Last week the Food and Drug Administration approved Aduhelm—the first new Alzheimer’s drug in 18 years—an event that, at first blush, heralds the amazing news of a medical advance. Perhaps it might have been, had the whole process leading up to the agency giving its nod to the medication played out in a functional health care system. But that’s not what happened. Far from hailing the advent of a transformative breakthrough for the six million Americans suffering from a terminal illness marked by prolonged cognitive decline, the FDA’s decision to greenlight Biogen’s new therapeutic overrode the overwhelming recommendation of its independent scientific advisory committee not to do so, which prompted several to quit in disgust. In his resignation letter, Dr. Aaron Kesselheim of Harvard Medical School called the move “probably the worst drug approval decision in recent U.S. history,” which stands to “undermine the care of these patients, public trust in the FDA, the pursuit of therapeutic innovation, and the affordability of the health care system.”
He’s right. But the story of how a drug that’s never even been proven to work is now poised to rake in billions of dollars for its manufacturer, impose needless suffering on millions of families, and destabilize Medicare and Medicaid in the process, goes well beyond the failures of what should be the toughest regulatory body of the U.S. government. Aduhelm is far from the first $55,000 flop put forth by the toxic American combination of a highly commodified pharmaceutical industry and disjointed financing stymied by private interests. Without a total overhaul of this dysfunctional status quo, it won’t be the last.
Getting a drug from a petri dish to patients is a long and arduous process, and it should be: Those concoctions are going into real people’s bodies, sometimes at the most vulnerable and painful moments of their lives. Once you’ve gone through the humbling basic research (often building upon decades of past labor, much of it publicly funded) to pinpoint a molecule that’s potentially effective against a certain health problem, you need to understand how it affects the human body and demonstrate that it’s both safe and effective.
Moreover, determining whether a drug is “safe” and “effective” is complicated, and many different interests and trade-offs need to be considered. The possible liver damage that comes with a course of isoniazid, for example, may be worth the risk to cure a case of tuberculosis, but it would be an absolute deal breaker in a pill that merely promised to alleviate the common cold. The research that goes into finding out who should use any given drug, how much of it they should use, and when they should use it requires extensive clinical trials—large-scale studies on patients—in which subjects are closely monitored by physicians. When clinical trials yield promising results, a firm can apply for FDA approval to bring its drug to market.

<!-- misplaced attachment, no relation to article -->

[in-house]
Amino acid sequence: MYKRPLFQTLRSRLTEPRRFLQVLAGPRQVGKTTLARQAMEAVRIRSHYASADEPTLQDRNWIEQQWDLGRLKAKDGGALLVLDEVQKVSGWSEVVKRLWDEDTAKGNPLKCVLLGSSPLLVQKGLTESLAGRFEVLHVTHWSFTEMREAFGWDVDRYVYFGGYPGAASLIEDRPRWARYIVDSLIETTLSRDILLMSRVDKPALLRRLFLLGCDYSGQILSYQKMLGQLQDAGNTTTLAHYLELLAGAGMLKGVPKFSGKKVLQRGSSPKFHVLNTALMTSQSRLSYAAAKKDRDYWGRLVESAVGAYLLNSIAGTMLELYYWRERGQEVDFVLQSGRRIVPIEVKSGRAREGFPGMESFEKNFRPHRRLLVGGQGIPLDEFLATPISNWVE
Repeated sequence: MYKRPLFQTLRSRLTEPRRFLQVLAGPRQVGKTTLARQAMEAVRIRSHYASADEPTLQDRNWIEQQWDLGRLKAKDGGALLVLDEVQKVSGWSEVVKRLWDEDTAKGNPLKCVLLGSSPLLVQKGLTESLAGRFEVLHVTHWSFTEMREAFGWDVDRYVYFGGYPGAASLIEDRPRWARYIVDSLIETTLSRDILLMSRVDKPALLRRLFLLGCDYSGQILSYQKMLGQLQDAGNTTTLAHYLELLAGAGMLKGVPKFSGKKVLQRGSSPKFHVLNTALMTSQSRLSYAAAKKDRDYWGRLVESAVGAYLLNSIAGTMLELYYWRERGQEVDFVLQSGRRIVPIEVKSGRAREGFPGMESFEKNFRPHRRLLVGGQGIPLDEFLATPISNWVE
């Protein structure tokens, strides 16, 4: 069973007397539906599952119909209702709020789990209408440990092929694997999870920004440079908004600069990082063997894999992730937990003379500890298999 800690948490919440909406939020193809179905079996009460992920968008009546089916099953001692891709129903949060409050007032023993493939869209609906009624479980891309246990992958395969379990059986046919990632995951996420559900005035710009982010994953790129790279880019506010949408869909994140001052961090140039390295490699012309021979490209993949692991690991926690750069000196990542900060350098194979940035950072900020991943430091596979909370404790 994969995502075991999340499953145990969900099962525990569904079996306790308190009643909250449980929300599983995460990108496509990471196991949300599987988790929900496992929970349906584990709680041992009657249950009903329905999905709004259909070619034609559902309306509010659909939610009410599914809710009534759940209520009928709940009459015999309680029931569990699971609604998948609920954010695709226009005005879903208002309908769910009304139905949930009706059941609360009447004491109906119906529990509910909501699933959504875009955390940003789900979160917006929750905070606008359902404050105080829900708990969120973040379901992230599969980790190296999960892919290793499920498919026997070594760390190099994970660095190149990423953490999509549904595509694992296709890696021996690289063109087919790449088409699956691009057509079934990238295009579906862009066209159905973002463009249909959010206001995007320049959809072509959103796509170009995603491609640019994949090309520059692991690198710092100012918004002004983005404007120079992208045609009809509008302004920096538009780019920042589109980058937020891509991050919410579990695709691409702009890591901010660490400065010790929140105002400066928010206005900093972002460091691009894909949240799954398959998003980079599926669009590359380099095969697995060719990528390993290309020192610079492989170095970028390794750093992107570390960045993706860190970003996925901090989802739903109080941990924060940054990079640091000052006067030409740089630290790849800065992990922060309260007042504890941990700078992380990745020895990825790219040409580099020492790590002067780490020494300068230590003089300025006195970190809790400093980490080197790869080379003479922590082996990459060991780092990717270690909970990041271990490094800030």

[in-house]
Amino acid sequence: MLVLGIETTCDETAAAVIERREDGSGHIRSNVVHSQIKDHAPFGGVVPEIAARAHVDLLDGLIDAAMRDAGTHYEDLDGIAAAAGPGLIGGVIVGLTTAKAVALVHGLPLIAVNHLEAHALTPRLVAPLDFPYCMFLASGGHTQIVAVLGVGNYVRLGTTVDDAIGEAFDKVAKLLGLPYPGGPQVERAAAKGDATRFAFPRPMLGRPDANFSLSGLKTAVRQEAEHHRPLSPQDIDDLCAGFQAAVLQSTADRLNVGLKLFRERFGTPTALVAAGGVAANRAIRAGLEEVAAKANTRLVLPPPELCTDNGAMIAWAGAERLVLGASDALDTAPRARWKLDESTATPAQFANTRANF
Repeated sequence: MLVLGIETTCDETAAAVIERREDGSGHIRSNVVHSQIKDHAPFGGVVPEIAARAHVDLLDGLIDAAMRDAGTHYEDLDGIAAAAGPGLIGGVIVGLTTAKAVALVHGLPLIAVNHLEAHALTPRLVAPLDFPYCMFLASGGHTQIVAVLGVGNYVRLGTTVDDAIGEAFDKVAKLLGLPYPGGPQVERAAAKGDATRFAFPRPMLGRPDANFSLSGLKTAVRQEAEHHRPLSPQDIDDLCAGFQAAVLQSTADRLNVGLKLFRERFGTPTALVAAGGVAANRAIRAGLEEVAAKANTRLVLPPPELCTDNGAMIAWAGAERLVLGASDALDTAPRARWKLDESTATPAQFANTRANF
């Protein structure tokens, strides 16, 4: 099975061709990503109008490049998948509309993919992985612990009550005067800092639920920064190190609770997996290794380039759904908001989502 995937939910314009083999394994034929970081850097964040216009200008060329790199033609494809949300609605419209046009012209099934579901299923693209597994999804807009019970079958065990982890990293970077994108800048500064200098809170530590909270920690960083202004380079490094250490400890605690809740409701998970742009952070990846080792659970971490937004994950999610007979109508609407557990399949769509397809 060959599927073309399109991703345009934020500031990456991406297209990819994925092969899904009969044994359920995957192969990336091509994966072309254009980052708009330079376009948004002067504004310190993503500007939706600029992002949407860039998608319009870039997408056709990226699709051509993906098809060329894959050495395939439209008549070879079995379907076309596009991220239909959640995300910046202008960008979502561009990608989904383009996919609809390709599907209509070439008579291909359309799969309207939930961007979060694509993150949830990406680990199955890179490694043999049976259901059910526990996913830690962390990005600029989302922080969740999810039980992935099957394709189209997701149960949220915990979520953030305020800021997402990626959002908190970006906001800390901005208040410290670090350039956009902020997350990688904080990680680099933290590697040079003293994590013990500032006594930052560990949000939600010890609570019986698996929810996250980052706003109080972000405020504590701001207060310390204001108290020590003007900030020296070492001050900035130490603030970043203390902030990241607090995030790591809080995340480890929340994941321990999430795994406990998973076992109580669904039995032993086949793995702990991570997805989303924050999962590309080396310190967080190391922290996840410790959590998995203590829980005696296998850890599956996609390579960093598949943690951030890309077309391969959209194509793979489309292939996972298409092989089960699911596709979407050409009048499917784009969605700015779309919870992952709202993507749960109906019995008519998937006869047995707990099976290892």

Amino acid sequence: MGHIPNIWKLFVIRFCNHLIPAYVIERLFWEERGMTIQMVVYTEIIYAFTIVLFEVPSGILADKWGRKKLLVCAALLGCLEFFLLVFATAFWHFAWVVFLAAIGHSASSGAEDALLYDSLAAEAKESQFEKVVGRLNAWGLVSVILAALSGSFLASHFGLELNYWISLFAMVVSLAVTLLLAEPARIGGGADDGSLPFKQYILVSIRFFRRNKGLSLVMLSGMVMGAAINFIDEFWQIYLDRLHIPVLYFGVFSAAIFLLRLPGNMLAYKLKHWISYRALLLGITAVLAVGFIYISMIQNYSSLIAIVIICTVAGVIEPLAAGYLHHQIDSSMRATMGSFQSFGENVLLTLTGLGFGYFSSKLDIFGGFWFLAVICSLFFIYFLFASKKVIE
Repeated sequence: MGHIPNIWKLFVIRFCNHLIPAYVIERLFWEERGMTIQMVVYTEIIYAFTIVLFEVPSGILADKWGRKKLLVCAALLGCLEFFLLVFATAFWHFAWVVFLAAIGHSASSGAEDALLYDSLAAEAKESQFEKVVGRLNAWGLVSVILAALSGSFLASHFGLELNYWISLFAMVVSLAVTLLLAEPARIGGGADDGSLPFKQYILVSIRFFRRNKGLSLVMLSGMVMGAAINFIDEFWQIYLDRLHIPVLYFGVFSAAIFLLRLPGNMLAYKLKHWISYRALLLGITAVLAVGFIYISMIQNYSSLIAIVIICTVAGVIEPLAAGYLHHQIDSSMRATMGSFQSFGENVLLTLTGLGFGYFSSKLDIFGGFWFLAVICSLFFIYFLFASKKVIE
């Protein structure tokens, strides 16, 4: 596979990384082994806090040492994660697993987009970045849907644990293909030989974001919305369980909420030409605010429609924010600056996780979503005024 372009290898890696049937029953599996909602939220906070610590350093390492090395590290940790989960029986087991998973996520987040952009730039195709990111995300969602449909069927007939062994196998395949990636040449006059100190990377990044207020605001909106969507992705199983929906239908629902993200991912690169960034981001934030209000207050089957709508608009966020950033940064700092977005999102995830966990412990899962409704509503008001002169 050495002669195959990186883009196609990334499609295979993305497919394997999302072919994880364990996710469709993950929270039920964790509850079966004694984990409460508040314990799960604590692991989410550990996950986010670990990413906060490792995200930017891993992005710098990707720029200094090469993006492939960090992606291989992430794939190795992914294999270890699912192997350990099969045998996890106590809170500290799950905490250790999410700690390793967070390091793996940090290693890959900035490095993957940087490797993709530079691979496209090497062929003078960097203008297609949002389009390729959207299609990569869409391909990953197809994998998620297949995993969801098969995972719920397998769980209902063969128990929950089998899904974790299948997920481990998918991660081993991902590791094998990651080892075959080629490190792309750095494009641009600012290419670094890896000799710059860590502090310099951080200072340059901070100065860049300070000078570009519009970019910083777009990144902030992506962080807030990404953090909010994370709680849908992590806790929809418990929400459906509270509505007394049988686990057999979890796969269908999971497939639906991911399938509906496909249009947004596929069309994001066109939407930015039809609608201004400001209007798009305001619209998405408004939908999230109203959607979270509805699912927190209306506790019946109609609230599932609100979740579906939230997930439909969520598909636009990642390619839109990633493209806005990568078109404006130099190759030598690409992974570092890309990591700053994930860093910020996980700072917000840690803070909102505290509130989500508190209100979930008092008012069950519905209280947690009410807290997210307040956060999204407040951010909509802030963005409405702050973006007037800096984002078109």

While much of the early research and development of a pharmaceutical is often funded by the federal government, the clinical trials are usually funded by drug manufacturers themselves, often for upward of a billion dollars a pop. This can create perverse incentives such as the ones that presumably prompted not only Biogen’s shuttering of an unsuccessful trial of Aduhelm midway through the process in 2019 but also the company’s decision to reexamine the data to find something salvageable—a practice a layperson might colloquially describe as “cherry picking.” In Biogen’s case, the company submitted Aduhelm for FDA approval after it found that some patients on higher dosages had displayed improvement of .39 points on an 18-point scale that measures cognitive ability. The finding was far lower than the one to two points generally considered to be statistically significant improvement. What’s more, 40 percent of those subjects suffered side effects including severe brain swelling.
Once a drug is submitted to the FDA, its independent expert panel—around one-quarter of which resigned last week in the wake of the Aduhelm fiasco—reviews the data to make a recommendation. In this case, Kesselheim and his fellow advisers argued that Aduhelm should be given the heave-ho. They had a strong basis for making that determination: an incomplete clinical trial that yielded barely perceptible improvement, outweighed by a significant danger to patients, who would require more extensive monitoring while on the medication than they would otherwise. The FDA, however, disagreed, and in an end run around the advisory board, it approved the drug using an easier regulatory pathway carved out in 2016 by the 21st Century Cures Act. The FDA defended its decision by arguing that Aduhelm’s results are promising enough to make the drug widely available to the public while Biogen performs yet another trial (charging desperate patients $55,000 per year as it does so).